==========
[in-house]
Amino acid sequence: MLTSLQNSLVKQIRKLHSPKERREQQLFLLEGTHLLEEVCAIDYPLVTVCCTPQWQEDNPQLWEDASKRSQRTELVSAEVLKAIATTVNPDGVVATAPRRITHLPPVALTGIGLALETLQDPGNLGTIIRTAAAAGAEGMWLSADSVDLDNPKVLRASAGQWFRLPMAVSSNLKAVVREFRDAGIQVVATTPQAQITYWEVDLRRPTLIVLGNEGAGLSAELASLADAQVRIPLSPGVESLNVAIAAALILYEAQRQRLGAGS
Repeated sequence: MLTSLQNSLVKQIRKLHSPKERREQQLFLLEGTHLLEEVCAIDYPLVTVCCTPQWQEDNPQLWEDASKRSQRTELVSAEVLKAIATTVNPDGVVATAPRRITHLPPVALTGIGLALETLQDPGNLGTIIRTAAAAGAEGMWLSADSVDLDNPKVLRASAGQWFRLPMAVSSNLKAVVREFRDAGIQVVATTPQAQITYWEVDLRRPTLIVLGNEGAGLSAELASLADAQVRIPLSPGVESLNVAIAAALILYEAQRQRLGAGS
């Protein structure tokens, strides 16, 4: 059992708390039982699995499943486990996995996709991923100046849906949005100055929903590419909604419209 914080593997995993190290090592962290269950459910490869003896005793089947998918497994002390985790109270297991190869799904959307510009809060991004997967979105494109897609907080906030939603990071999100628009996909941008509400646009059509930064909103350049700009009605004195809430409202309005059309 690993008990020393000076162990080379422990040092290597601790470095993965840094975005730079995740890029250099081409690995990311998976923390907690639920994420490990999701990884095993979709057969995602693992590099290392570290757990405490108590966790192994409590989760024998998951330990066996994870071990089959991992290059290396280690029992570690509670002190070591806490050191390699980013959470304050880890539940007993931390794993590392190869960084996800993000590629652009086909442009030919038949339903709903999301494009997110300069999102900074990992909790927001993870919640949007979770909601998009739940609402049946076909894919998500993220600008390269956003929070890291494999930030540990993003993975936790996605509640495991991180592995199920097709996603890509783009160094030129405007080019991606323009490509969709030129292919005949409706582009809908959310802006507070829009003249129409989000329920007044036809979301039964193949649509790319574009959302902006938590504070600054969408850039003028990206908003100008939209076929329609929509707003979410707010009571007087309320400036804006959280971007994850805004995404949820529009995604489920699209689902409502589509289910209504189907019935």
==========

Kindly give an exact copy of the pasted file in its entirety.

[in-house]
Amino acid sequence: MLTSLQNSLVKQIRKLHSPKERREQQLFLLEGTHLLEEVCAIDYPLVTVCCTPQWQEDNPQLWEDASKRSQRTELVSAEVLKAIATTVNPDGVVATAPRRITHLPPVALTGIGLALETLQDPGNLGTIIRTAAAAGAEGMWLSADSVDLDNPKVLRASAGQWFRLPMAVSSNLKAVVREFRDAGIQVVATTPQAQITYWEVDLRRPTLIVLGNEGAGLSAELASLADAQVRIPLSPGVESLNVAIAAALILYEAQRQRLGAGS
Repeated sequence: MLTSLQNSLVKQIRKLHSPKERREQQLFLLEGTHLLEEVCAIDYPLVTVCCTPQWQEDNPQLWEDASKRSQRTELVSAEVLKAIATTVNPDGVVATAPRRITHLPPVALTGIGLALETLQDPGNLGTIIRTAAAAGAEGMWLSADSVDLDNPKVLRASAGQWFRLPMAVSSNLKAVVREFRDAGIQVVATTPQAQITYWEVDLRRPTLIVLGNEGAGLSAELASLADAQVRIPLSPGVESLNVAIAAALILYEAQRQRLGAGS
């Protein structure tokens, strides 16, 4: 059992708390039982699995499943486990996995996709991923100046849906949005100055929903590419909604419209 914080593997995993190290090592962290269950459910490869003896005793089947998918497994002390985790109270297991190869799904959307510009809060991004997967979105494109897609907080906030939603990071999100628009996909941008509400646009059509930064909103350049700009009605004195809430409202309005059309 690993008990020393000076162990080379422990040092290597601790470095993965840094975005730079995740890029250099081409690995990311998976923390907690639920994420490990999701990884095993979709057969995602693992590099290392570290757990405490108590966790192994409590989760024998998951330990066996994870071990089959991992290059290396280690029992570690509670002190070591806490050191390699980013959470304050880890539940007993931390794993590392190869960084996800993000590629652009086909442009030919038949339903709903999301494009997110300069999102900074990992909790927001993870919640949007979770909601998009739940609402049946076909894919998500993220600008390269956003929070890291494999930030540990993003993975936790996605509640495991991180592995199920097709996603890509783009160094030129405007080019991606323009490509969709030129292919005949409706582009809908959310802006507070829009003249129409989000329920007044036809979301039964193949649509790319574009959302902006938590504070600054969408850039003028990206908003100008939209076929329609929509707003979410707010009571007087309320400036804006959280971007994850805004995404949820529009995604489920699209689902409502589509289910209504189907019935």